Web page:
sales revenue by the year-end balance of accounts receivable. Technically
speaking, to calculate this ratio the amount of annual credit sales should
be divided by the average accounts receivable balance, but this information
is not readily available from external financial statements. For
reporting internally to managers, this ratio should be refined and finetuned
to be as accurate as possible.
A contra, or offset, account that is coupled
with the property, plant, and equipment asset account in which the original
costs of the long-term operating assets of a business are recorded.
The accumulated depreciation contra account accumulates the amount of
depreciation expense that is recorded period by period. So the balance in
this account is the cumulative amount of depreciation that has been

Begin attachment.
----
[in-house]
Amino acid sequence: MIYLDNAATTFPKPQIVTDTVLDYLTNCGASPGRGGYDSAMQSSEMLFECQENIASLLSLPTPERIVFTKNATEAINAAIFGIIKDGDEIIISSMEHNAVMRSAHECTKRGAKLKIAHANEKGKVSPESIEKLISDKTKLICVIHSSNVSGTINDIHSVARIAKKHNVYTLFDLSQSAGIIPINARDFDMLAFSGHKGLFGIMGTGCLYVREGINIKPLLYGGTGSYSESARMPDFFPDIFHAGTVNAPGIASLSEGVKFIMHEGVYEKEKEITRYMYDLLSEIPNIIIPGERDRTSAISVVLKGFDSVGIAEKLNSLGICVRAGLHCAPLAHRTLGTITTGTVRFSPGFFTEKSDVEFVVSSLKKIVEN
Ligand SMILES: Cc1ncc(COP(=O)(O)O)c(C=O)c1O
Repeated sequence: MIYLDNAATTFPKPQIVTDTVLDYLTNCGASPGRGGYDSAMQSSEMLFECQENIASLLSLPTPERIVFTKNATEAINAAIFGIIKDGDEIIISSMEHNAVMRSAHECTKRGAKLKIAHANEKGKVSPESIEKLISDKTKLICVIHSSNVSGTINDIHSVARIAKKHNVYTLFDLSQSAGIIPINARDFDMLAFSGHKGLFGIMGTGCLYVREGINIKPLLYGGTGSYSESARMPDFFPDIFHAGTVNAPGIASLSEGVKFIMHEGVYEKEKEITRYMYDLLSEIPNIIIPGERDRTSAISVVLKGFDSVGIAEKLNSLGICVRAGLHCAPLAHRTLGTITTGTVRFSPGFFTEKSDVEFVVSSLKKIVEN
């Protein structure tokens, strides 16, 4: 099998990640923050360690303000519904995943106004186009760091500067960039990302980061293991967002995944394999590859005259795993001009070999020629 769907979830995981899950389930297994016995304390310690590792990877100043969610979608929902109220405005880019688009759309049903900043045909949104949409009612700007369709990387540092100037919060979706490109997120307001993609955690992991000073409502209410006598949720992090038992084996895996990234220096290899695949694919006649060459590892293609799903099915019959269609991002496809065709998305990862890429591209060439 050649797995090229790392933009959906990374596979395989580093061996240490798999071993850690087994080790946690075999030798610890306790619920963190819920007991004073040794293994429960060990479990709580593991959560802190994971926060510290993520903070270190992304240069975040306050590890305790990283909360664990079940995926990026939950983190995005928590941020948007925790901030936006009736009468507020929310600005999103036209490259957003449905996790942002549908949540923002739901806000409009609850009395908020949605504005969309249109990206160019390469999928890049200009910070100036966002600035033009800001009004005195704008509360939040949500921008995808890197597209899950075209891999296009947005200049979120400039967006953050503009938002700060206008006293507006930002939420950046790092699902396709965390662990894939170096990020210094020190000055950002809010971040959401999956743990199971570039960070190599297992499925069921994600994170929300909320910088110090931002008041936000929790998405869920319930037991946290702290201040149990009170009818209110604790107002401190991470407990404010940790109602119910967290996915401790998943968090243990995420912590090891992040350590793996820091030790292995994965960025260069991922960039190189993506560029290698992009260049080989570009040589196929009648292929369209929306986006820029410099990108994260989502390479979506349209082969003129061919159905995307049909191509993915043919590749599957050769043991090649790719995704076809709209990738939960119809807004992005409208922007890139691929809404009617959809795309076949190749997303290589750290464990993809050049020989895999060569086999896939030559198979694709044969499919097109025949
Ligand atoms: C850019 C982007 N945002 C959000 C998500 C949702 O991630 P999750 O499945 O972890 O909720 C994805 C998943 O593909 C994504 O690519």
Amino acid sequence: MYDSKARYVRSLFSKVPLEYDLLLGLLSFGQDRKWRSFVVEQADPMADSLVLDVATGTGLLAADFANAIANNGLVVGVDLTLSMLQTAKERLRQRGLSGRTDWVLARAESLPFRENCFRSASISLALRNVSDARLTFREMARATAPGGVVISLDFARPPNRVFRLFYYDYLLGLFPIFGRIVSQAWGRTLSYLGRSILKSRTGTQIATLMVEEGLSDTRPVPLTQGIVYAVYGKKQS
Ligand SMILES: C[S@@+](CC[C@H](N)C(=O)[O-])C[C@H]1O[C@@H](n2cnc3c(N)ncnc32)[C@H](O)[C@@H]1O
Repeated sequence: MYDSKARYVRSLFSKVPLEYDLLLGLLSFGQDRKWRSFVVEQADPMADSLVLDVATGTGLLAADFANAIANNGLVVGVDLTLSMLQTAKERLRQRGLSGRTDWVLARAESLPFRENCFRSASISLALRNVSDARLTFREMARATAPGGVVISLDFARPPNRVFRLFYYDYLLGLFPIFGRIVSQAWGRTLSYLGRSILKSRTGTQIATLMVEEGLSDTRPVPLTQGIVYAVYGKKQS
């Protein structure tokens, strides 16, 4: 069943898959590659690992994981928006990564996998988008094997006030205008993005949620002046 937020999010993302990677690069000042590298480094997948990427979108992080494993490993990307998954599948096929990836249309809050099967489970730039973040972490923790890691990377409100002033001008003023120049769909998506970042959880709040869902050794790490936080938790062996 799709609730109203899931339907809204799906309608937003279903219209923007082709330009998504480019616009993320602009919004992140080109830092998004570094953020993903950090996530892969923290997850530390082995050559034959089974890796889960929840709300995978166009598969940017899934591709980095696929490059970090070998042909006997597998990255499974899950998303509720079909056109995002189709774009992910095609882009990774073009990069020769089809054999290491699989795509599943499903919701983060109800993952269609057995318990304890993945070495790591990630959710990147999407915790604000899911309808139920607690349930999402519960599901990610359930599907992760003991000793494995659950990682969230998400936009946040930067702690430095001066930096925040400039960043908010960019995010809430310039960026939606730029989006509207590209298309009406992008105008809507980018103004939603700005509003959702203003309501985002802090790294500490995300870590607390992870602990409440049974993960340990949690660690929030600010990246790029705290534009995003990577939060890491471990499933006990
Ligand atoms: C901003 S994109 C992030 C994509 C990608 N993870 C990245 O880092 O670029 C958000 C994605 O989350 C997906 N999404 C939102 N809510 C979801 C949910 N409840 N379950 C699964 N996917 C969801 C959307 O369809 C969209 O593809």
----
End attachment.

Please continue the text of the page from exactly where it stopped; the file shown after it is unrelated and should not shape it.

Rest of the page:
recorded since the assets were acquired. The balance in the accumulated
depreciation account is deducted from the original cost of the assets
recorded in the property, plant, and equipment asset account. The
remainder, called the book value of the assets, is the amount included on
the asset side of a business.
Also called the quick ratio, the ratio of current assets minus inventories, accruals, and prepaid
items to current liabilities.
activity based costing (ABC)
A relatively new method advocated for the
allocation of indirect costs. The key idea is to classify indirect costs,
many of which are fixed in amount for a period of time, into separate
activities and to develop a measure for each activity called a cost driver.
The products or other functions in the business that benefit from the